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JAMES JOHNSTON AND STEVE GULLICK NEW ALBUM OUT NOVEMBER 18th

NEW ALBUM ‘EVERYBODY’S SUNSET’ TO BE RELEASED NOVEMBER 18TH VIA GOD UNKNOWN RECORDS

Having first met in 1991, music photographer STEVE GULLICK and JAMES JOHNSTON, founder of Gallon Drunk, began blurring the boundaries between audio and visual in 2004 when they formed their own band, ‘…bender’. They’ve maintained the habit ever since, with Gullick subsequently founding Tenebrous Liar and Johnston pursuing a career, alongside his work with PJ Harvey and a tenure in Nick Cave & The Bad Seeds, as an acclaimed visual artist and painter.

After working together on an art show in late 2019, the idea of making music again immediately resurfaced. Without any firm strategy, Johnston and Gullick began recording, unprompted, drawing upon a shared love of noise, folk, and classical. This became the album ‘We Travel Time’, a compelling and mysterious record that bravely embraced beautiful piano, voice, violin, and guitar to create a drifting haze, forging an imagined soundtrack which offers echoes of Big Star, Nico, Lee Hazlewood and Palace Brothers alongside the haunting influence of contemporary minimal classical.

Due for release this coming November 18th via God Unknown Records, Johnston and Gullick have returned to their craft to create a stunning new selection of songs and moods, brought together for the album ‘Everybody’s Sunset’. Recorded at their homes throughout 2021 and 2022, the ten songs on this new album take the fragile intimacy and agenda-free approach of its predecessor and go out even further into the fringes of tone and feeling. Utilising a vast selection of instruments between them (violin, organ, guitar, banjo, autoharp, harmonica, piano, synthesisers….), ‘Everybody’s Sunset’ ebbs and flows, bringing different instruments and signals to the fore as the album progresses.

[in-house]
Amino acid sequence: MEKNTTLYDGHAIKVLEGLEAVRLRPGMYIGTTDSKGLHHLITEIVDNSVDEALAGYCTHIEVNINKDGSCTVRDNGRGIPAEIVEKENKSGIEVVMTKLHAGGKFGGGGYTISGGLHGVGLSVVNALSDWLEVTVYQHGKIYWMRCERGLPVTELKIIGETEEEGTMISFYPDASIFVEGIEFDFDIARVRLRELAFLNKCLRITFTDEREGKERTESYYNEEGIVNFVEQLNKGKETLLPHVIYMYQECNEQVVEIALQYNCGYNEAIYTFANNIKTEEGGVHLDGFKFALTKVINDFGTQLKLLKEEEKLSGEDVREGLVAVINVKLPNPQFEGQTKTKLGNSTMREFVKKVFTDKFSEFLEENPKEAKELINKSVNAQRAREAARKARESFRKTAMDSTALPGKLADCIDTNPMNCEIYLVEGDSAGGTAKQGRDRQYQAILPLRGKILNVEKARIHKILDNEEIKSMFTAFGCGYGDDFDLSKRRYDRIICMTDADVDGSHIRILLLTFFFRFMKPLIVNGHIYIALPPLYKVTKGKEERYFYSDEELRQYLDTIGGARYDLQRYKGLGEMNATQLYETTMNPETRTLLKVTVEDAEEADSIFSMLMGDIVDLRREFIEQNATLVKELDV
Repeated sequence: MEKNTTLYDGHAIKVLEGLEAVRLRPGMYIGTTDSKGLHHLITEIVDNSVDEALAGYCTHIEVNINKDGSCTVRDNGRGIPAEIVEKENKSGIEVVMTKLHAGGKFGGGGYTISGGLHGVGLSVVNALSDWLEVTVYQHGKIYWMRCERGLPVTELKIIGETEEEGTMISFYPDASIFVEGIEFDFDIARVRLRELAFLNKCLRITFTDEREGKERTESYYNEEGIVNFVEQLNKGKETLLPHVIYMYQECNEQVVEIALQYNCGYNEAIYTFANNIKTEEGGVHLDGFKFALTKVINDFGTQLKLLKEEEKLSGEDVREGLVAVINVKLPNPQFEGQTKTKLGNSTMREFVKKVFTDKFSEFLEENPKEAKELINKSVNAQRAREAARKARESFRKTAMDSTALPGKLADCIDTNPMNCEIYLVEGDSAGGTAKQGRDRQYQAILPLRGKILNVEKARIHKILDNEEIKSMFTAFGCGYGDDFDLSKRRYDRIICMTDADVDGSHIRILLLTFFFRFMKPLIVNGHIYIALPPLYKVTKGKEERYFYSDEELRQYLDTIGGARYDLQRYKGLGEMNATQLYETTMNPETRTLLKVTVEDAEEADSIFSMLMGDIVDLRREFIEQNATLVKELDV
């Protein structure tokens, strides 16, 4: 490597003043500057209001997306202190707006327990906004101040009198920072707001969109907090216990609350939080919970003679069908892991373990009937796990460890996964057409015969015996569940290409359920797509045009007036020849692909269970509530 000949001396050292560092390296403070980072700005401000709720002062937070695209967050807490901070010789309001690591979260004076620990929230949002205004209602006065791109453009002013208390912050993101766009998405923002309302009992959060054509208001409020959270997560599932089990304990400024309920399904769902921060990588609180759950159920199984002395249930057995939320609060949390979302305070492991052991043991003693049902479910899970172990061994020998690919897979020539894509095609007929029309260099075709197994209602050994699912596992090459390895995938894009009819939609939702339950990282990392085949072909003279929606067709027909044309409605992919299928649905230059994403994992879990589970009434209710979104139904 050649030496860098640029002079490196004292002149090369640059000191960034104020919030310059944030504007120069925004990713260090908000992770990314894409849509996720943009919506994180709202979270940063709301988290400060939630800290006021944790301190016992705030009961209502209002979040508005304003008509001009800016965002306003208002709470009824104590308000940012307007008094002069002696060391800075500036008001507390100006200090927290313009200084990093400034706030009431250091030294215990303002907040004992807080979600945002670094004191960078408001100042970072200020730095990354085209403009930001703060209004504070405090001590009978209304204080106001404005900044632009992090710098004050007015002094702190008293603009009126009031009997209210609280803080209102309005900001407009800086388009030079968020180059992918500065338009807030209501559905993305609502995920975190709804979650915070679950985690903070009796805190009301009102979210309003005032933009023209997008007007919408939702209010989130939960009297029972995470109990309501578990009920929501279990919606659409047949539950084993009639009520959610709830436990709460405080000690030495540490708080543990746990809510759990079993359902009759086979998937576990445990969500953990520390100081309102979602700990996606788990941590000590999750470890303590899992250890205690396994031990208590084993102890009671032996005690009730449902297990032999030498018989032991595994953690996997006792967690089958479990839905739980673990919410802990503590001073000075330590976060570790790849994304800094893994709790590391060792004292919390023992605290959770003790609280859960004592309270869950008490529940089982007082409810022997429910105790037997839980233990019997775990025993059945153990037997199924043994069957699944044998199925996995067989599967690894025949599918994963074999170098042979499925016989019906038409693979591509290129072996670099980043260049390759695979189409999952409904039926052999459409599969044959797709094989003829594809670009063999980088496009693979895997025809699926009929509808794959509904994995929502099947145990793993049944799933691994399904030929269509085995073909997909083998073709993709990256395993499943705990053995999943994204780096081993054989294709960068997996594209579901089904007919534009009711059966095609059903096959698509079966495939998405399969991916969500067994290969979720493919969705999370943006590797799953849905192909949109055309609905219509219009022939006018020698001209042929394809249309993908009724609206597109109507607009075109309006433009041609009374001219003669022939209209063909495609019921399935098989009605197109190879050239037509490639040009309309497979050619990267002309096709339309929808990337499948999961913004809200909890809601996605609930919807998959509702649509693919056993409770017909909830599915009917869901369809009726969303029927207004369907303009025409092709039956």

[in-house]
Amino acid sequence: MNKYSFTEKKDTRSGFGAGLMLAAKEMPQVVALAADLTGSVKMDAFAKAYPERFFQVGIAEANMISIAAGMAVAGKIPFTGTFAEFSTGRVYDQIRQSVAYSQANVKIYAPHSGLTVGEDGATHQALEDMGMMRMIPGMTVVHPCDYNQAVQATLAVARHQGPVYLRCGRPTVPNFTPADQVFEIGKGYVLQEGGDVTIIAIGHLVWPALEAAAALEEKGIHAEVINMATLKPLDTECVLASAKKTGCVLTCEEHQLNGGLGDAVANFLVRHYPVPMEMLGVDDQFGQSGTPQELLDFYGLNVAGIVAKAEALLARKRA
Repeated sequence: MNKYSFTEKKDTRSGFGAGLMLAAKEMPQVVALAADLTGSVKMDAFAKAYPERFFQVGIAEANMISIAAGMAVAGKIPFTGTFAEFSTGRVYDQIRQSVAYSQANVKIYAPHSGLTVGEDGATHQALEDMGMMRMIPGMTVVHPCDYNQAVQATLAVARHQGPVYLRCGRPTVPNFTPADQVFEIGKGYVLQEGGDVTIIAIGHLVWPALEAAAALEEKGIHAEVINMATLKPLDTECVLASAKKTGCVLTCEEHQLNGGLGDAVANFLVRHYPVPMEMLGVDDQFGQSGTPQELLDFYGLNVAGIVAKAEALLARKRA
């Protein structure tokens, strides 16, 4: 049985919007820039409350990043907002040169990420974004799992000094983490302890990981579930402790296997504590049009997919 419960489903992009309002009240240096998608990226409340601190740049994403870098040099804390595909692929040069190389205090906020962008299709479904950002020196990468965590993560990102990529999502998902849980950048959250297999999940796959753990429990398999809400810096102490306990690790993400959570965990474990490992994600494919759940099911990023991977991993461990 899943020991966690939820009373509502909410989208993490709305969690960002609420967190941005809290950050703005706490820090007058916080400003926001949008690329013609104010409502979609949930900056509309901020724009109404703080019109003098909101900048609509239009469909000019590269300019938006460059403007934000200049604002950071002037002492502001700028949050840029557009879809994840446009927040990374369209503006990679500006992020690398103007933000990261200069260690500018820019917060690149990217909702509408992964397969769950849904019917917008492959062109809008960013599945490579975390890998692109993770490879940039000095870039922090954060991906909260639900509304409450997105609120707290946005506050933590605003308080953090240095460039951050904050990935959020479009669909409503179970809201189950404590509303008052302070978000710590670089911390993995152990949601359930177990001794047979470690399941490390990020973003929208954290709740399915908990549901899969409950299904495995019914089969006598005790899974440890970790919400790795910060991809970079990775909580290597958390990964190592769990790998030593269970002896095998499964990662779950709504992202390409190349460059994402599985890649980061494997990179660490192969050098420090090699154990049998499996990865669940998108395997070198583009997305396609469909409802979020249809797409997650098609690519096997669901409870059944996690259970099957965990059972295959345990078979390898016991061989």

It all begins with ‘The Moon & The Stars’, through sweeping strings, delay pedals and Gullick’s ancient and creaky upright piano. Steve had to navigate his way around the broken and out of tune keys, which determined a lot of what was played and gives the music its human and fragile sound. The simple refrain allows Johnston to create a thrilling unease with slow hanging chords and a fragmented melody. “A lot of the record is about tension,” says Johnston. “Eno and Tavener are things I was listening to; we were pushing away from songs.”


This drifts perfectly into ‘Shimmer’, a piece that feels like a whole soundtrack in one song, aurally conjuring a winter wasteland with piano and strings, before ‘A Fear Of Everything’ amps up the tension and finds the swirls of piano, synthesiser and electric guitar ambience complemented by Gullick’s voice sung into the piano chamber. “It’s almost like an orchestral version of early Gallon Drunk off ‘From The Heart Of Town’ with some of the instrumentation, harmonica and distortion, but in a different context,” suggests Johnston.